I'm Canadian and I'm very happy he's back in!
I was overwhelmed by his victory 4 years ago, so much so that I stayed up all night to watch it. After Matt Damon criticised him and other lefty figures like Spike Lee stated that he hasn't delivered in the ways they had hoped, I wondered if the average American will give Obama the benefit of doubt.To be honest, global problems are so bad I think that the world doesn't deserve a leader like Obama. The jaded monster in me believes that a messed up era like this deserves a more fitting figurehead. (Gosh, that sounds so cynical...)
Movies: I completely understand where you are from. And, to an extent, I agree. Obama is a leader who to me is a landmark in history. He deserves to be remembered for leading and returning the US to it's world leading position, and for getting us out of a terrible recession. 4 or 8 years is not enough time. The US with it's hands in so many pots cannot simply rise out of the ashes over night. My biggest fear is that the president who is elected in 2016 will recieve the credit for what Obama did for this country. And damn can this guy deliver a speech!
I was SO EFFING RELIEVED with the election results last night. Omg. I had been freaking out about it. I was truly worried we were going to be moving backwards in this country.I'm going to be completely honest, I haven't been all too thrilled with Obama so far. I've actually been a little disappointed. BUT you're right, it takes more than four years, so I'm hoping he can turn things around in this next term. :)
Amber, as someone on the other side of the Atlantic, I only know America as a fan of its popular culture and as a tourist. It’s only when one visits America that the cultural division between us is apparent. There is a desperate attempt at turning all prominent American public figures into celebrities. Obama may lend himself to such an interpretation, but he is primarily a humanitarian. The global expectations placed upon him were untenable and massively out of reach for one bloke to deliver within the time given. A part of me resents that Obama embraced celebrity in the manner in which he did, but let’s be honest; it was the right thing to do in that situation. Being a black man in America isn’t easy, and the concept of an African-American achieving high office within 50 years of the Civil Rights movement is incredible. After all, certain states in the US were still practicing apartheid up until the late ‘60s. So, therefore, Obama the celebrity was essential in order for him to be where he is. I will go as far as saying he doesn’t just belong to America, he belongs to all of us. He is the first global incarnation of an American President: multi-racial, multi-religious and straddles different social strata within one being.I am disappointed at the Obama Administration’s progress in terms of dealing with the Palestine issue and his inertia when it comes to admonishing the practices of corrupt banking systems, however, like you say, it’s only been 4 years and it’s very easy to ignore much of the good he has done. I come from a country that has panic attacks at the concept of having a black James Bond, let alone a black Prime Minister. In all honesty, as long as Britain has an unelected monarchy as its figurehead, this country will never be truly meritocratic.Still, a big part of me feels that it is a much happier reality being British than most other nationalities, perhaps even being better than being an American. After all, I come from a country where our cops don’t carry guns, we don’t have a death penalty and health care is free at the point of delivery. Some may call that socialism but I refer to it as humanism. I think America should perhaps look to us for inspiration at times.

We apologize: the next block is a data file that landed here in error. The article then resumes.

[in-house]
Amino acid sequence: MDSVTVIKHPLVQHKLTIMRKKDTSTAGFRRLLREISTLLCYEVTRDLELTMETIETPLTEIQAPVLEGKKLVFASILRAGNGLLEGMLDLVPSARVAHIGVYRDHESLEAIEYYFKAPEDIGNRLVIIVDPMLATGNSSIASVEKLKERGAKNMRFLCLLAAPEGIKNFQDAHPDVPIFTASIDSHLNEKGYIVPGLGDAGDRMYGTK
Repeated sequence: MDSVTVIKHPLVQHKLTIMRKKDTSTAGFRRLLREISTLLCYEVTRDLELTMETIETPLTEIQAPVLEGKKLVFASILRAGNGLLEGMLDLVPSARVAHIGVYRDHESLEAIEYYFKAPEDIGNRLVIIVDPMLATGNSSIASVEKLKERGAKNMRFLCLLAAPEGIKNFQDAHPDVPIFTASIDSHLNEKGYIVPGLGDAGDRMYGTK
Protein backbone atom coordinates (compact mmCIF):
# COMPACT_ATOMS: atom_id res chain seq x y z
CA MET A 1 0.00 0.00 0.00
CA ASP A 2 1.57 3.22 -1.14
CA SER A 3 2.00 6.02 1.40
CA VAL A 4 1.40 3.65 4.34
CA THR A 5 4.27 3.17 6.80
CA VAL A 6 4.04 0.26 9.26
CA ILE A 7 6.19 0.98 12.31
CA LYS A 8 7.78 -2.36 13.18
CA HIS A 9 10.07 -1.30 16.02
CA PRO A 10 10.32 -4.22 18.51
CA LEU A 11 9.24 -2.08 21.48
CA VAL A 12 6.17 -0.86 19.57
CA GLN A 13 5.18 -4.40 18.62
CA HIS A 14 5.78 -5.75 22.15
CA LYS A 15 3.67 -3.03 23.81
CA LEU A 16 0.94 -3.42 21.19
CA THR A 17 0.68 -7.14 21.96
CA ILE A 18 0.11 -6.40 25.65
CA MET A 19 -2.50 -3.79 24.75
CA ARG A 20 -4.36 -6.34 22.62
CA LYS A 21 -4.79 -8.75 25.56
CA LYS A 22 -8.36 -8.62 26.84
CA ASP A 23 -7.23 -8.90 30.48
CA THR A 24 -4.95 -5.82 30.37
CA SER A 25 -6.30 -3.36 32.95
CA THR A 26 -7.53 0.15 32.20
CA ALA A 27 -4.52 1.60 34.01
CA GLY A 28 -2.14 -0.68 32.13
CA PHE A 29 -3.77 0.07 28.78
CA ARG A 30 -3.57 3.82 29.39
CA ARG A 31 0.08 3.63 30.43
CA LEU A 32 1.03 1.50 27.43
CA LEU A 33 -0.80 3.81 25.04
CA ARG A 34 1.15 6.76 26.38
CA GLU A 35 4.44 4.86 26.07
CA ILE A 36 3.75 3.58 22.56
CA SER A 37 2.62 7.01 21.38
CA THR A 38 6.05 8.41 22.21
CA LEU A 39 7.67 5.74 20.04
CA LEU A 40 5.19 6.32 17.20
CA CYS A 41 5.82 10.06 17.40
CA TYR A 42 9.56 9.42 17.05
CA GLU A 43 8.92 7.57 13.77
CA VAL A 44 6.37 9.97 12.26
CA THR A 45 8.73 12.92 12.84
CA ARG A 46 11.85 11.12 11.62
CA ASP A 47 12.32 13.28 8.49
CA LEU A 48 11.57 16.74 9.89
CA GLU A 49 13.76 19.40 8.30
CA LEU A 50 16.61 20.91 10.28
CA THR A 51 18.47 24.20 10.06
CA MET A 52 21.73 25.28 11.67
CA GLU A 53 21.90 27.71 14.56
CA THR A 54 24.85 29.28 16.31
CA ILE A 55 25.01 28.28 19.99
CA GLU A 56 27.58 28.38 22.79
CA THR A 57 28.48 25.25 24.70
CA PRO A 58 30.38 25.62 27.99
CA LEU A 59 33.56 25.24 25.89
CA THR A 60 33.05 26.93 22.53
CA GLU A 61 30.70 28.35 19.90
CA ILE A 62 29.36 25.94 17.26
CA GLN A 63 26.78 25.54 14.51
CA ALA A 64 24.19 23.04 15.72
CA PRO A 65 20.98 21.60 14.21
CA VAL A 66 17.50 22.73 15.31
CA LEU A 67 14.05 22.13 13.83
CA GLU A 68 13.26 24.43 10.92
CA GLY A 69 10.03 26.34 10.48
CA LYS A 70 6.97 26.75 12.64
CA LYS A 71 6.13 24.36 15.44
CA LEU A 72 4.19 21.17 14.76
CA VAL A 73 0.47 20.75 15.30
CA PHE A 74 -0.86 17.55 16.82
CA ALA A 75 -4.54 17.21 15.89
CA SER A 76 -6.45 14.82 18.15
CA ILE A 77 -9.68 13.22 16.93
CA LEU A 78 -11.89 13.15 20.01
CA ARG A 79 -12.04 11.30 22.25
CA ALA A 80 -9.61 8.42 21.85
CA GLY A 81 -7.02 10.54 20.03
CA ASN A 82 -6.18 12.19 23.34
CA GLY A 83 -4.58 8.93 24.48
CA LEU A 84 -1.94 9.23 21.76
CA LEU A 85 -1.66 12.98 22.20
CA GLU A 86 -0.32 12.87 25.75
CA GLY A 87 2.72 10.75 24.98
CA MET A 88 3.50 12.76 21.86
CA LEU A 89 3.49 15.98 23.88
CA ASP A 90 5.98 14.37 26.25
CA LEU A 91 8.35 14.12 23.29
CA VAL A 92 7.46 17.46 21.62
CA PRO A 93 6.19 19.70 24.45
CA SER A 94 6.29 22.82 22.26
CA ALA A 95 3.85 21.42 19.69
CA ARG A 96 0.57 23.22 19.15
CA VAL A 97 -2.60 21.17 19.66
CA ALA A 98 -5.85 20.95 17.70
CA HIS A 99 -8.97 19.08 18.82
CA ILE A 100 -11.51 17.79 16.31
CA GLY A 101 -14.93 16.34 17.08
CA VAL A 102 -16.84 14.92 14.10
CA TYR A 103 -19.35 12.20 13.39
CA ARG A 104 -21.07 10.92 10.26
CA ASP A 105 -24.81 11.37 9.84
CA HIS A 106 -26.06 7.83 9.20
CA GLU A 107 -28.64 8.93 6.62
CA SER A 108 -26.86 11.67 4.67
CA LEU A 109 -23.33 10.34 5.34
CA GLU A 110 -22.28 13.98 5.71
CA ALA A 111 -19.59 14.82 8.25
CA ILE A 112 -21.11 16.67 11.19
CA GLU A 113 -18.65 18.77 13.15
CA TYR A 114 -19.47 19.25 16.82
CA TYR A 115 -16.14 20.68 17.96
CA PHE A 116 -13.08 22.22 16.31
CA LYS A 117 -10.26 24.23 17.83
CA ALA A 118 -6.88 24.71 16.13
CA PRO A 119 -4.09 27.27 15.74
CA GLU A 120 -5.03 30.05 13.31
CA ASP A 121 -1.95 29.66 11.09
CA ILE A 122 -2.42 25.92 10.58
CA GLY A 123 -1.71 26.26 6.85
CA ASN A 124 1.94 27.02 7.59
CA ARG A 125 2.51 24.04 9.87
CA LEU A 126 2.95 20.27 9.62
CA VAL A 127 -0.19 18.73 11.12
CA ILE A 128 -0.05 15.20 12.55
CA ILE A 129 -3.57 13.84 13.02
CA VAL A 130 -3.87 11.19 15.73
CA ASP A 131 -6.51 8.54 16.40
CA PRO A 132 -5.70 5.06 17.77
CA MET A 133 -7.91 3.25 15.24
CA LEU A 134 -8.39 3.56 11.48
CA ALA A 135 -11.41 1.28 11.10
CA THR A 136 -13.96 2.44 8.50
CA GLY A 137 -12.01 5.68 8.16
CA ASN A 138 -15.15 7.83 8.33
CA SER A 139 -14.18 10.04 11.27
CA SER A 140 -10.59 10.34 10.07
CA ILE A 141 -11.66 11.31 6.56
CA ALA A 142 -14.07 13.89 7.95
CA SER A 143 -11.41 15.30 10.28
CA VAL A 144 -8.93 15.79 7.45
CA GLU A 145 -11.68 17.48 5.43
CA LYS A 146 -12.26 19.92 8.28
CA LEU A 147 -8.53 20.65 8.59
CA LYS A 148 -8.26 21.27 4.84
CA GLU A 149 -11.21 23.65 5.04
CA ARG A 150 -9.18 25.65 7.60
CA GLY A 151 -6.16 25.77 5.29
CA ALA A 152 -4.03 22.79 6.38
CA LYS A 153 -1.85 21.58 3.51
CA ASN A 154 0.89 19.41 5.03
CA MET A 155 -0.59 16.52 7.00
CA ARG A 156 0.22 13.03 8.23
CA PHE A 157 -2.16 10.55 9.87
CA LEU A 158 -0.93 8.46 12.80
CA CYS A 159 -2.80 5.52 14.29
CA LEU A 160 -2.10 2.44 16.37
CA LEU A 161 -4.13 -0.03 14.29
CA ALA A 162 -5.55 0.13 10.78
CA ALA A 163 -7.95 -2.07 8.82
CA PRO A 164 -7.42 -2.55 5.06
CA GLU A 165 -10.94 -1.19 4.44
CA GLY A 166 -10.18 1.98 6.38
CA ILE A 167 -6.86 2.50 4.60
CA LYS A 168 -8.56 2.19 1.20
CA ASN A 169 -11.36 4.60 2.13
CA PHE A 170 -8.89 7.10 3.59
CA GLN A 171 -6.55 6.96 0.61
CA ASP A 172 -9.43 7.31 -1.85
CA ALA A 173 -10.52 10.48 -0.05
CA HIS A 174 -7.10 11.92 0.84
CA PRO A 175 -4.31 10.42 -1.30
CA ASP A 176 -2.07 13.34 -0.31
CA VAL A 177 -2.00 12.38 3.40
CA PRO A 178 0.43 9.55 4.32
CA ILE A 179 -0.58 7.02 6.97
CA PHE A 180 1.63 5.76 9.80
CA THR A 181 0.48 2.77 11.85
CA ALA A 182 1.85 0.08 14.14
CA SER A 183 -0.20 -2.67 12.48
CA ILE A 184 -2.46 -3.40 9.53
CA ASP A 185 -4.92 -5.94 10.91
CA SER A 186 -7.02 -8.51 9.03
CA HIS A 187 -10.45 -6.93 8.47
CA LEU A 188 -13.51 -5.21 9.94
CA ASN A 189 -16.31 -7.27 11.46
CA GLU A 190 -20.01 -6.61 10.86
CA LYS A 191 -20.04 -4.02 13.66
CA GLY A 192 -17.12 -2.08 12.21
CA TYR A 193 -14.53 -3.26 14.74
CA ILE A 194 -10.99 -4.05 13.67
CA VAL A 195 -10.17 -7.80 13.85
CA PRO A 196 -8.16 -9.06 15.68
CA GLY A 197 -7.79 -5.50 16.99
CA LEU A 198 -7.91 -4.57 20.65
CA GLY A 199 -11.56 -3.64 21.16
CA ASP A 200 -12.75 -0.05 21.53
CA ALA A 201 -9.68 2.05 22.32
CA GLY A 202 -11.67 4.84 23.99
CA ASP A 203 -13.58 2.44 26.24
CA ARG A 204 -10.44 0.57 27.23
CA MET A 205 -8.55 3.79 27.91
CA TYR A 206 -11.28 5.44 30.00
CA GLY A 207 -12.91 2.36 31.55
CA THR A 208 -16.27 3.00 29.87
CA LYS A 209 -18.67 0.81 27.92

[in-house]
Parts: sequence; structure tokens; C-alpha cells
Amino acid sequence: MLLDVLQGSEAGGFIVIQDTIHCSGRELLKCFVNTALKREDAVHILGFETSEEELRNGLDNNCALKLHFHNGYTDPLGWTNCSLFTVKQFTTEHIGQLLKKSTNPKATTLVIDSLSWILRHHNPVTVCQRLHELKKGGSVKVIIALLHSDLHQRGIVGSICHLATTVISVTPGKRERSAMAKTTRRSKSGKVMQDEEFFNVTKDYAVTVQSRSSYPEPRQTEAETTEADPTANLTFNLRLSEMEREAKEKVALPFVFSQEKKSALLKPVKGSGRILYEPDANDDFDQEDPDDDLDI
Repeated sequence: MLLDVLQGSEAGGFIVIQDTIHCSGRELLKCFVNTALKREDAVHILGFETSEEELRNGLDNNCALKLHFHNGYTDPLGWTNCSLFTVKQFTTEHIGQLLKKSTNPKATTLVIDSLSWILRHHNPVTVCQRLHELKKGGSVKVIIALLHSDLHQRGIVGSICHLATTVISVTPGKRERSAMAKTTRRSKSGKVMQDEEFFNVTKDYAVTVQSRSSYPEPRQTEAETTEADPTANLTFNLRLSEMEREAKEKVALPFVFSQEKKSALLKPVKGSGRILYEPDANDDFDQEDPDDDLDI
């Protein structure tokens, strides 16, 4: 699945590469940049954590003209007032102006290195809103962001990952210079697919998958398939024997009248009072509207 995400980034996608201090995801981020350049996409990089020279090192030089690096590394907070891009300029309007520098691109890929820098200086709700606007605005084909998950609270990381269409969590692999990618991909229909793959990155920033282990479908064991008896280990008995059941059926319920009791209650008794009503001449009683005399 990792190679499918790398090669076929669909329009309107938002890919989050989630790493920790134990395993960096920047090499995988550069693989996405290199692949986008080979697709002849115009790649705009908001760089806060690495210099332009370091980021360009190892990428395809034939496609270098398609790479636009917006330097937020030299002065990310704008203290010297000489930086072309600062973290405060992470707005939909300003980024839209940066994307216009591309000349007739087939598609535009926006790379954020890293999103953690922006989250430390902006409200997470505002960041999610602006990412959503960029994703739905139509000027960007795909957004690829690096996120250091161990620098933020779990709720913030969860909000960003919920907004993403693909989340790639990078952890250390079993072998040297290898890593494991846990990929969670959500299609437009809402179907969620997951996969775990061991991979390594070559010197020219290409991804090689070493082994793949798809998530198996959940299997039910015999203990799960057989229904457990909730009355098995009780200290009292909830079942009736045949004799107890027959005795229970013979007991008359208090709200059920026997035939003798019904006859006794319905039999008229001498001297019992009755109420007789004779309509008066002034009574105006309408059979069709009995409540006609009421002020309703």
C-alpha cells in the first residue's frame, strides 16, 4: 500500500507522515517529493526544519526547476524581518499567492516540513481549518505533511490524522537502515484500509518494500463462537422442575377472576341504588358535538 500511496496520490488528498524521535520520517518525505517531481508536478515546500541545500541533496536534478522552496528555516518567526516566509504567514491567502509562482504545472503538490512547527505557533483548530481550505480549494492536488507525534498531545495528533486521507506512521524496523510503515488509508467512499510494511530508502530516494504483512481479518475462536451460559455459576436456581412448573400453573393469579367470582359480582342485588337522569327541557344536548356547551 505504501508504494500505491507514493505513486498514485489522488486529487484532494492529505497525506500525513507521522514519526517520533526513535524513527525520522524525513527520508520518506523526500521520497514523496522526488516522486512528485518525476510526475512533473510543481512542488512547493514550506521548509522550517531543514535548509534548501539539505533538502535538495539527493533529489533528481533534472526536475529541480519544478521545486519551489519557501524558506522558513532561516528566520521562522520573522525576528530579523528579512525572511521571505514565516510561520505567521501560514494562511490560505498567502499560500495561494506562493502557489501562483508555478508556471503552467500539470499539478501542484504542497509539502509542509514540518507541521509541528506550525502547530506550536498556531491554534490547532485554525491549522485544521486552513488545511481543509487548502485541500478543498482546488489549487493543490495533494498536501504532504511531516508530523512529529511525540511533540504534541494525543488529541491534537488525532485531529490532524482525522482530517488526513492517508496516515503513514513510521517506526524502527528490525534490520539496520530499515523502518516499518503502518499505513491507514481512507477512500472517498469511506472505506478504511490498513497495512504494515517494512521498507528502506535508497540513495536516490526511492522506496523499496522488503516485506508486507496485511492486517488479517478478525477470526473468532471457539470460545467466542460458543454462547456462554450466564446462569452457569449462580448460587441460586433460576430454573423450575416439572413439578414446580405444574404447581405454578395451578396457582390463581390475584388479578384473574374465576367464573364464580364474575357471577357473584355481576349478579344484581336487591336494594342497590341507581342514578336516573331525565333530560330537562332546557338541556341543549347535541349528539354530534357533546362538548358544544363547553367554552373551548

Post a Comment